We have now synthesized many hundreds of androgen receptor degraders with distinct chemistries. Our lead molecule degrades both wild type AR and AR mutants.
On the right, you’ll see data from a VCAP xenograft tumor model. You can see that this is a model that is highly resistant to enzalutamide – there is effectively zero difference between vehicle and enzalutamide in this model. In contrast, you’ll see a dramatic tumor growth inhibition effect with ARD-1671 as well as another distinct backup candidate, ARD-1676.
While apples to apples data comparisons aren’t easily done, we think this compares favorably to data from similar experiments on the Arvinas lead compound, ARV-110, and the Bristol Myers Squibb compound.
We have seen dramatic reductions in prostate weight at very low doses, even 1 mg/kg, in higher species such as dogs – this is consistent with the expected pharmacodynamic effect and is consistent with our picture of good PK/PD and good bioavailability across species – something that is not consistently seen across the landscape.
Finally, we have shown good degradation in cell-based models of mutant forms of AR, including T878A and L702H.
If that data translates into the clinic, we see 3 distinct paths for our AR-directed program. First, in ASI-refractory patients with amplifications and splice variants, which is at present a large and growing market. Second, in ASI-refractory patients with AR ligand binding domain mutations, which presents potentially a fast path to market using a precision oncology approach. And then finally, in ASI-naïve patients irrespective of AR alteration, which is an enormous market with a very long duration of therapy in the ASI-naïve setting.
Another of our near-to-clinic programs is STAT3. STAT3 is a transcription factor that has been implicated as a direct driver of multiple tumor types and contributes to an immune-suppressive tumor microenvironment, suggesting an important role in immuno-oncology.
It's historically undruggable, despite over 20 years of industry effort, largely due to specificity and potency challenges. We have highly potent and selective STAT3 degraders in lead optimization – you can see the low nanomolar potency in the Western blot on the lower left, and the selectivity for STAT3 as seen in the volcano plot in the lower middle.
On the right, you see evidence of deep responses in a xenograft leukemia model, MOLM16, with an activated pathway. You can see the dramatic increase in mean tumor volume in the vehicle arm in blue, but in contrast rapid and complete tumor regression for SD-436, our lead STAT3 degrader, at all doses, even down to 5 mg/kg.
We intend to develop our STAT3 degrader in select cancers with intrinsic hyper-activated STAT3 signaling and in tumors where STAT3 degradation can unlock anti-tumor immunity.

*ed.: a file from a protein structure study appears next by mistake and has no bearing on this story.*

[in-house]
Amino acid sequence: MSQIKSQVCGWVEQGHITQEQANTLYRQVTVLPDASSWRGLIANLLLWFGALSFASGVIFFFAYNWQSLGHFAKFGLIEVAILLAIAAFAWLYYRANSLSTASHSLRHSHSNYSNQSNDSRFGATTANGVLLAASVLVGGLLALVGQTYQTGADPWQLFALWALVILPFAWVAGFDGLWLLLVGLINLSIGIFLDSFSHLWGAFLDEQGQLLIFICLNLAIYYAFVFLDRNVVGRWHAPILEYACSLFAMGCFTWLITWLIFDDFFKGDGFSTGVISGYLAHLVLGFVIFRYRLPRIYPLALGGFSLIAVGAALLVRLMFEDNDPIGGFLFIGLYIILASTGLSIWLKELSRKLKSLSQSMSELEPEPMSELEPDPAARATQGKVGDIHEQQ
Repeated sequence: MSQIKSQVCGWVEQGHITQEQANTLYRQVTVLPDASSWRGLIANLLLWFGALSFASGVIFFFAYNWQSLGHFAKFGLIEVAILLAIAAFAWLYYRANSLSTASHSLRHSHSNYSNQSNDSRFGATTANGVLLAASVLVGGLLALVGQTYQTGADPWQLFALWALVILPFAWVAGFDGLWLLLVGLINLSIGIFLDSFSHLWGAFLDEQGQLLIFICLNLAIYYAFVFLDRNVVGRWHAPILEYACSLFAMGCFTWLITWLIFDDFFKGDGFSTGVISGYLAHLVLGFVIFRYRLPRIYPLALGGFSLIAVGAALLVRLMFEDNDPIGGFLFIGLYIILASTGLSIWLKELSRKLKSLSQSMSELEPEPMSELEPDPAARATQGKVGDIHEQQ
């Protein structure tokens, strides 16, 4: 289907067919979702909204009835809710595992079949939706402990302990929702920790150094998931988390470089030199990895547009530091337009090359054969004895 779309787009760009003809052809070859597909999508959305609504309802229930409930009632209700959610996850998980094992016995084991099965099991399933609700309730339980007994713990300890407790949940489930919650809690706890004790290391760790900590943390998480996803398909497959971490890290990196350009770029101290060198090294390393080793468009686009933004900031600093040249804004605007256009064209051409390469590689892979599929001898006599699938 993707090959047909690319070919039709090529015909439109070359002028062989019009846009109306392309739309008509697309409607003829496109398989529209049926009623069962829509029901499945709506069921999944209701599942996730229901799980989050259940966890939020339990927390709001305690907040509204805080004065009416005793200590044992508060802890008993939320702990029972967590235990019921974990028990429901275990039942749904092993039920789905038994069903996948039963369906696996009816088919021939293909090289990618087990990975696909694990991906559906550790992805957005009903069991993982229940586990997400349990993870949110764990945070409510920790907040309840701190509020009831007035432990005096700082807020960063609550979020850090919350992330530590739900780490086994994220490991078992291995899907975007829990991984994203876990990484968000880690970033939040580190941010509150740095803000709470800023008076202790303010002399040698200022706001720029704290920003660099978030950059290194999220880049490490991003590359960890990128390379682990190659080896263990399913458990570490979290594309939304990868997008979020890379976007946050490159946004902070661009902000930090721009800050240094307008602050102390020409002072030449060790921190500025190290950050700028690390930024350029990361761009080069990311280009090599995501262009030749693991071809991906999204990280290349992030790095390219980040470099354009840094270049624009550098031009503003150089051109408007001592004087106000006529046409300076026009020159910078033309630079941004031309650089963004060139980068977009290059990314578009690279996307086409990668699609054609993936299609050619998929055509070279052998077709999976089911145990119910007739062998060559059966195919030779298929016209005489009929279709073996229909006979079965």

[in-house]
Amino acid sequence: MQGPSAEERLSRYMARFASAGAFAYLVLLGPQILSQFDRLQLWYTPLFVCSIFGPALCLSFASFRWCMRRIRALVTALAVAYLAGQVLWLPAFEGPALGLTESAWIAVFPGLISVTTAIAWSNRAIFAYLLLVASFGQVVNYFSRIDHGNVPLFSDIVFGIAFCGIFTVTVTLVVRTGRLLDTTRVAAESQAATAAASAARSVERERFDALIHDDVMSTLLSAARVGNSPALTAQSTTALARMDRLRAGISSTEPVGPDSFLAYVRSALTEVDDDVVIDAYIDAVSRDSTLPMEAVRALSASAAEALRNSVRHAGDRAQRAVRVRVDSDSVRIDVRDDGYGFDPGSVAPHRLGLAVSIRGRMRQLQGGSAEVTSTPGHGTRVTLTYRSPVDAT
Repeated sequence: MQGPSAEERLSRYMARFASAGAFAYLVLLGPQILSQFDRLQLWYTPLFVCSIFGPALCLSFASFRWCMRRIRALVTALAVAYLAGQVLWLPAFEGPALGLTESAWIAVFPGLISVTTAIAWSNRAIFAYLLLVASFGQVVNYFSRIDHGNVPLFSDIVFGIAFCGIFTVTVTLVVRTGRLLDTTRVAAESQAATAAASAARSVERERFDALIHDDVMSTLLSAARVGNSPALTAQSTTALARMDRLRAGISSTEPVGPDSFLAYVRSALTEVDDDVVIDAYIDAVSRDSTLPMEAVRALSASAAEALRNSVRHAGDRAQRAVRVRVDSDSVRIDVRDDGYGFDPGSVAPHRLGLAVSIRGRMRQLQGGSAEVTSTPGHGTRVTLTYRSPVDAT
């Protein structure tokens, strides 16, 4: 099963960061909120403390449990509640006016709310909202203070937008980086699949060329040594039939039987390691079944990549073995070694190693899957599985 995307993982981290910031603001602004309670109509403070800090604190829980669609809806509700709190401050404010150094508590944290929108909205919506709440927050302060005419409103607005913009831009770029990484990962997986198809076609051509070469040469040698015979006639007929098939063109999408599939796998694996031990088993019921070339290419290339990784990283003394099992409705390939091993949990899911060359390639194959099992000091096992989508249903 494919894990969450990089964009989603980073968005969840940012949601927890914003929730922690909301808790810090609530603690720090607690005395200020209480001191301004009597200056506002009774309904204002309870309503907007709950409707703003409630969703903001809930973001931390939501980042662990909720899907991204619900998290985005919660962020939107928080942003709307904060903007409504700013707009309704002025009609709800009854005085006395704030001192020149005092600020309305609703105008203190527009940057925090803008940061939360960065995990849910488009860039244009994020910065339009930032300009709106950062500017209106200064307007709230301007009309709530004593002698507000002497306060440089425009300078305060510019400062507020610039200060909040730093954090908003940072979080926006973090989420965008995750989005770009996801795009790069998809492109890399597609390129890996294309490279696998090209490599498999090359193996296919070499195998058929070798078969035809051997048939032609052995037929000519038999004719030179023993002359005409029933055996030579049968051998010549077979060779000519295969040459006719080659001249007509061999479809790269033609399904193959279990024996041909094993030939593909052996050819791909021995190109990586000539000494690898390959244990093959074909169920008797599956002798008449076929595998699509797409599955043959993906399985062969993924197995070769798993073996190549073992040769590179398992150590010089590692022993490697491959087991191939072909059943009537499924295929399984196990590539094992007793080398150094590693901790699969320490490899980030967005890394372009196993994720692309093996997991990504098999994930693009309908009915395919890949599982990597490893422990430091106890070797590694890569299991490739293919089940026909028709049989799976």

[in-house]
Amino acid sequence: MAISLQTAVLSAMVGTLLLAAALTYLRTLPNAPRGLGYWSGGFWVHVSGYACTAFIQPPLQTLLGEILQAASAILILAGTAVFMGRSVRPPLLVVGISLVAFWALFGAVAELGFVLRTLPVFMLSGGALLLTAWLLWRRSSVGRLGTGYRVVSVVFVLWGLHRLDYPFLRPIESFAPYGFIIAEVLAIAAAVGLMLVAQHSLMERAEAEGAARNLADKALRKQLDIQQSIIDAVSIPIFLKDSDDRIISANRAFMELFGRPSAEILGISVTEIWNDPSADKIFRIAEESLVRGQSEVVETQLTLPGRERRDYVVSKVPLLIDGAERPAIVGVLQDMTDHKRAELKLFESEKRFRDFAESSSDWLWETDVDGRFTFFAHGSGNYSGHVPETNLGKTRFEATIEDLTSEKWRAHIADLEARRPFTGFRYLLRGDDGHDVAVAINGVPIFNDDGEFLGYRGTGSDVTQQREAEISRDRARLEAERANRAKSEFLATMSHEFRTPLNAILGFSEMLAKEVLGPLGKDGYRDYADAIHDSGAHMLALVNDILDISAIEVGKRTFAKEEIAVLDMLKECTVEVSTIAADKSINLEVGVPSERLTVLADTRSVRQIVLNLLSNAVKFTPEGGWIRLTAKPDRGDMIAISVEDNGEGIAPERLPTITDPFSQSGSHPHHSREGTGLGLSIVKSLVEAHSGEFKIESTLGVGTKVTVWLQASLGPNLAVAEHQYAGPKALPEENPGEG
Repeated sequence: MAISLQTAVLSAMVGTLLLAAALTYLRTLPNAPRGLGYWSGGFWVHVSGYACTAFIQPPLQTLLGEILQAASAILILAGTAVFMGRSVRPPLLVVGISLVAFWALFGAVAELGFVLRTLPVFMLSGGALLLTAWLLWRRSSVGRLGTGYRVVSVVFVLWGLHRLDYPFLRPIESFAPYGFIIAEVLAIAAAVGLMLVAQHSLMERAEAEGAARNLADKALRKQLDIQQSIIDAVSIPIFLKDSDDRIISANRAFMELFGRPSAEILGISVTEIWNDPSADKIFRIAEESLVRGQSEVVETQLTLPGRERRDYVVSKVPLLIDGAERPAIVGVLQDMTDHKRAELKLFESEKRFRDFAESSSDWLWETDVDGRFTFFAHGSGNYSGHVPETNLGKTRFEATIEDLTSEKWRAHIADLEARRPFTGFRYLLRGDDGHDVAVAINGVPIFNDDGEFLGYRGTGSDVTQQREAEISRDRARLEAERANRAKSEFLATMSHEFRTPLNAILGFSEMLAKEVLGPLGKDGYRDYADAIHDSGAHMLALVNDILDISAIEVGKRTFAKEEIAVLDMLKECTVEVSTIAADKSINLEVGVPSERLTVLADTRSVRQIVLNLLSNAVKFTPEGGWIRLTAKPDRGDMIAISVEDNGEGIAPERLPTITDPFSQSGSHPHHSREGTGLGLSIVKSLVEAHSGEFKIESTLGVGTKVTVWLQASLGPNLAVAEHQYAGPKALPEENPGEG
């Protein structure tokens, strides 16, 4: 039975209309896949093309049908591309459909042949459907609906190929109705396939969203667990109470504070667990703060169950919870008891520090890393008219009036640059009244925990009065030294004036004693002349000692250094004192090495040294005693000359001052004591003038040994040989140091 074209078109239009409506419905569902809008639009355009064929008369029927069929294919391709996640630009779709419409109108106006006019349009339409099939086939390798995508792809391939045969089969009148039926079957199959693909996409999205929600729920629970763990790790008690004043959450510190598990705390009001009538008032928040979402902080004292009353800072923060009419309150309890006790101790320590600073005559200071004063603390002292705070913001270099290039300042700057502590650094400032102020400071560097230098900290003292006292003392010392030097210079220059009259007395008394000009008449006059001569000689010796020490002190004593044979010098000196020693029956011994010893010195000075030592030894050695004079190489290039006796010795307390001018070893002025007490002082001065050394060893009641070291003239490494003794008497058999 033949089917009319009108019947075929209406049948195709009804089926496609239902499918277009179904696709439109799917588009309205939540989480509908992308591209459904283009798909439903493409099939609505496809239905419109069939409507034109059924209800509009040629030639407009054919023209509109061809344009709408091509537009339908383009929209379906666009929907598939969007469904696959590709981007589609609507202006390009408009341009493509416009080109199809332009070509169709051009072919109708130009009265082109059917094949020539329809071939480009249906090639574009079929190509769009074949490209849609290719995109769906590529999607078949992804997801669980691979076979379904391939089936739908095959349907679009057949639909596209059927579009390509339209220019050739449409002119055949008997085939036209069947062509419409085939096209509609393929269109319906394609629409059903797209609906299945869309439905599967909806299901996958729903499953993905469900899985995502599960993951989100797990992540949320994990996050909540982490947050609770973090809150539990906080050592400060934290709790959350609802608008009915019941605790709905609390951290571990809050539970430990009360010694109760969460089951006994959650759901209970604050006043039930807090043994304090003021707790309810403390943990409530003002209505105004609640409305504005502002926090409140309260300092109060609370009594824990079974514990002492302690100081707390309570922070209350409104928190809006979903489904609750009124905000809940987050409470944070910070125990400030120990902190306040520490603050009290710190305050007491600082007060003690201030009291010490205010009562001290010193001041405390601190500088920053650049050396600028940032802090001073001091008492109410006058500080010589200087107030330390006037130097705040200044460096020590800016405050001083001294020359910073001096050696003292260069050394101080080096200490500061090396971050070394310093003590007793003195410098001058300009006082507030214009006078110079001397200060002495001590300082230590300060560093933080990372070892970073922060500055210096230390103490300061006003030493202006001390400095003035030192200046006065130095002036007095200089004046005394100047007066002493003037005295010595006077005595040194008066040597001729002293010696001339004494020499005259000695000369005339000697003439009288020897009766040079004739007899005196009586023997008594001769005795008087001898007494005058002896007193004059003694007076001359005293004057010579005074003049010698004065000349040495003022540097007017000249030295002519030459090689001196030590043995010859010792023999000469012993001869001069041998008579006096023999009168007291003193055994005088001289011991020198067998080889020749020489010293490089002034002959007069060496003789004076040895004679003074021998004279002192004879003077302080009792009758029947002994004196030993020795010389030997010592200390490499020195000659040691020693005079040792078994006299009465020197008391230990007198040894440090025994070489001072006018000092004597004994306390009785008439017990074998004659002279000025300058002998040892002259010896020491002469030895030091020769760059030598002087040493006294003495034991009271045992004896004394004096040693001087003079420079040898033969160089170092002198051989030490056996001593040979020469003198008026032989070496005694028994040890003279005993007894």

Finally, I wanted to make reference to a target that has been viewed as very difficult to target historically, KRAS, and give you a taste of how our technology can lead to something different.
As is well appreciated, KRAS is known as a very difficult protein to target. It has a very flat surface architecture, its own picomolar affinity for GTP/GDP making competitive inhibition difficult, and lacks known allosteric regulatory sites. So far, the breakthrough has been on getting highly potent drugs for a specific mutation – G12C or more recently G12D. These drugs bind in the same pocket.
Our ability to better model the system allows for design improvements. For example, our team has found novel hotspots. These were identified via advanced molecular dynamics simulations that capture protein flexibility, entropy, and water. By appreciating these novel hotspots, we might be able to address some of the design challenges with drugs so far. For example, removing the limitation of the covalent cysteine linkage for non-G12C KRAS variants. And for the G12C inhibitors on file with FDA or in late-stage development, they only bind to the inactive GDP-bound form of mutant KRAS, and resistance mechanisms to these drugs have already been identified, requiring the need for combination therapy. There is certainly room for improvement, and taken collectively, KRAS mutations represent over 15% of all solid tumors, making the total addressable market very significant.
There isn’t much more that we can say at this point, but hopefully this gives a sense of how our platform can be applied to truly difficult problems and yield novel insights – which we hope will lead to novel programs that can be advanced through discovery and into the clinic at an accelerated pace.
With that, I’ll conclude this section. Thank you very much for your time and interest.